AFTINET has delivered the copies of our
USFTA Statement, signed by 2,223 individuals and 63 organisations, to Canberra and
delivered them to Minister Vaile's office. The Statement condemns the USFTA's restrictions
on democratic policies, demanded exclusion of all health, social and environmental
policies, no powers for corporations to sue governments and that parliament, not Cabinet,
should vote on trade agreements.
The Statement is below.
The Australia-US Free Trade
Agreement: Trading Australia Away?
The Australian and US Governments are
negotiating a Free Trade Agreement (FTA) for completion by the end of this year. The
negotiations are being held in secret and Cabinet will ratify the final deal, not Federal
Parliament. Once the FTA is signed it is binding on all future federal , state and local
The FTA would "freeze" at current
levels all government regulation on services and investment unless it is specifically
excluded. This weakens our democratic system and national sovereignty by preventing future
governments from regulating in the public interest. It would also allow US corporations to
challenge Australias social and environmental laws and sue governments for damages.
These were the unacceptable rules of the infamous Multilateral Agreement on Investment
which was defeated by community campaigning in 1998.
US negotiators have identified key Australian
social policies as "barriers to trade":
Under the Pharmaceutical Benefits Scheme
(PBS) the government pays low wholesale prices by buying the cheapest effective
prescription medicines and then making them available to Australians at affordable prices.
US wholesale prices are over three times the Australian prices. US drug companies want
higher wholesale prices, which would then be passed on to us.
Regulation of essential services such as
health, education, water and postal services. Public regulation and provision of these
services could be challenged as barriers to trade. Under the North American Free Trade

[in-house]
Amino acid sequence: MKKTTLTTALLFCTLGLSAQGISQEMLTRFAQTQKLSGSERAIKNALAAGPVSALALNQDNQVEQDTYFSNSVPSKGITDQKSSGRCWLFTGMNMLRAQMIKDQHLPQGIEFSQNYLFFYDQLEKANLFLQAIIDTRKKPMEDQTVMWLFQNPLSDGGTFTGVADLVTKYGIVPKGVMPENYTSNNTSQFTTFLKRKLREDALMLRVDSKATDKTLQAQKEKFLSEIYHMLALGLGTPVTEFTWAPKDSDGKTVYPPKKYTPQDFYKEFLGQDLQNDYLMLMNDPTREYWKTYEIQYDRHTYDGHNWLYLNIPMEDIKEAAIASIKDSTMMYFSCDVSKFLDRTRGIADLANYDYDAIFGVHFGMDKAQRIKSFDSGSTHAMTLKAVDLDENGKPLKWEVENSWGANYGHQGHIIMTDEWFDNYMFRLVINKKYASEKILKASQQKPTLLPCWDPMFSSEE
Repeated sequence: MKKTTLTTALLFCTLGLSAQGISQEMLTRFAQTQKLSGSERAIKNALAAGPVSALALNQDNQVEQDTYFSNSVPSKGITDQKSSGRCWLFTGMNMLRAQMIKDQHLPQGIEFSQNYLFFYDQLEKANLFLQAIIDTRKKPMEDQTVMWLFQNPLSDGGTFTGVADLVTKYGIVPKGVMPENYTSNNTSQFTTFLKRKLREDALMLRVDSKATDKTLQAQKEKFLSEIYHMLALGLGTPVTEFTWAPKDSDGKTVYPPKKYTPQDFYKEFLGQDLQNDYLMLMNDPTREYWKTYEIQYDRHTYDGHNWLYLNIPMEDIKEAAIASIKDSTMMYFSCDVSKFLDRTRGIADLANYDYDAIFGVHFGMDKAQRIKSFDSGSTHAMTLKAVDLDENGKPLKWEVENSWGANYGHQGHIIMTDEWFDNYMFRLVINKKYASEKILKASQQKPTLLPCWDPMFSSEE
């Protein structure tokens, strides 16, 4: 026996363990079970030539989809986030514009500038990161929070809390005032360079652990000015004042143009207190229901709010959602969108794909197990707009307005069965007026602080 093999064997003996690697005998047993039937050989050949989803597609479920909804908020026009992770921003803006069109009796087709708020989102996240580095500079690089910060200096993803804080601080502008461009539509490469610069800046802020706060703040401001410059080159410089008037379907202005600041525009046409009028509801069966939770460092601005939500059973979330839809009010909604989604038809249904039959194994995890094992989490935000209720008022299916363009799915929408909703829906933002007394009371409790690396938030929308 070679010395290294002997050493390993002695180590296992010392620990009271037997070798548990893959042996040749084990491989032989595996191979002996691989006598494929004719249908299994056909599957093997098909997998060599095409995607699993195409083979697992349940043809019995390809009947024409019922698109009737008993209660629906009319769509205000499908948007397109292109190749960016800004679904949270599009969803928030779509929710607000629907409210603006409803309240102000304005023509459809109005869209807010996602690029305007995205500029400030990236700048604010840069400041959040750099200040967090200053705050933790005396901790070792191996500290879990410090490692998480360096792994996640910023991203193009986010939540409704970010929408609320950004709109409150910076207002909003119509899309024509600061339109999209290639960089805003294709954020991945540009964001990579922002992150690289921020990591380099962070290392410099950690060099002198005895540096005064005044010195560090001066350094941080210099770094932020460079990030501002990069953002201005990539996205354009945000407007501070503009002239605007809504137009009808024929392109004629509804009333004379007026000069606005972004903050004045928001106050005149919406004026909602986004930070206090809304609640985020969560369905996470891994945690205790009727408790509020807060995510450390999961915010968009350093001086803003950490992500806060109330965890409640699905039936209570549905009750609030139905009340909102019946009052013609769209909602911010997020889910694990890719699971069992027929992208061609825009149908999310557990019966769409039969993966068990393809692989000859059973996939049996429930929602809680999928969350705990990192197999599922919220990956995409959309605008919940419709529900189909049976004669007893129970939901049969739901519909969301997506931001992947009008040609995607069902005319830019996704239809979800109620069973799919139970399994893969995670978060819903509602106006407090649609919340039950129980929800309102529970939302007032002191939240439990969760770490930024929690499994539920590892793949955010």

Agreement (NAFTA) the giant courier company UPS has challenged Canada Post's public
provision of postal services as a barrier to trade.
Labelling of genetically modified food and
regulation of genetically modified crops, which gives Australians choice about consuming
them. US agribusiness has successfully lobbied against regulation in the US and the US
wants to restrict it here.
Local content rules in film, television and
music which ensure that Australian voices are heard and Australian stories are told. US
media companies already have a large share of the Australian market, but they want to
restrict regulation in this area.
The US wants to reduce the powers of the
Foreign Investment Review Board (FIRB) and to remove limits on foreign investment in
Australian media, telecommunications and airlines.
The US has identified Australia's quarantine
laws as a barrier to trade and wants them relaxed.
Social policies in the public interest
should be publicly debated here and decided by parliaments at the national or state level,
not negotiated in a trade agreement.
We call on the Australian Government to:
exclude all social and cultural policies and
essential services from trade agreements
- reject proposals to allow corporations to
challenge laws and sue governments
- refer trade agreements to full debate and vote by
Parliament, not just Cabinet.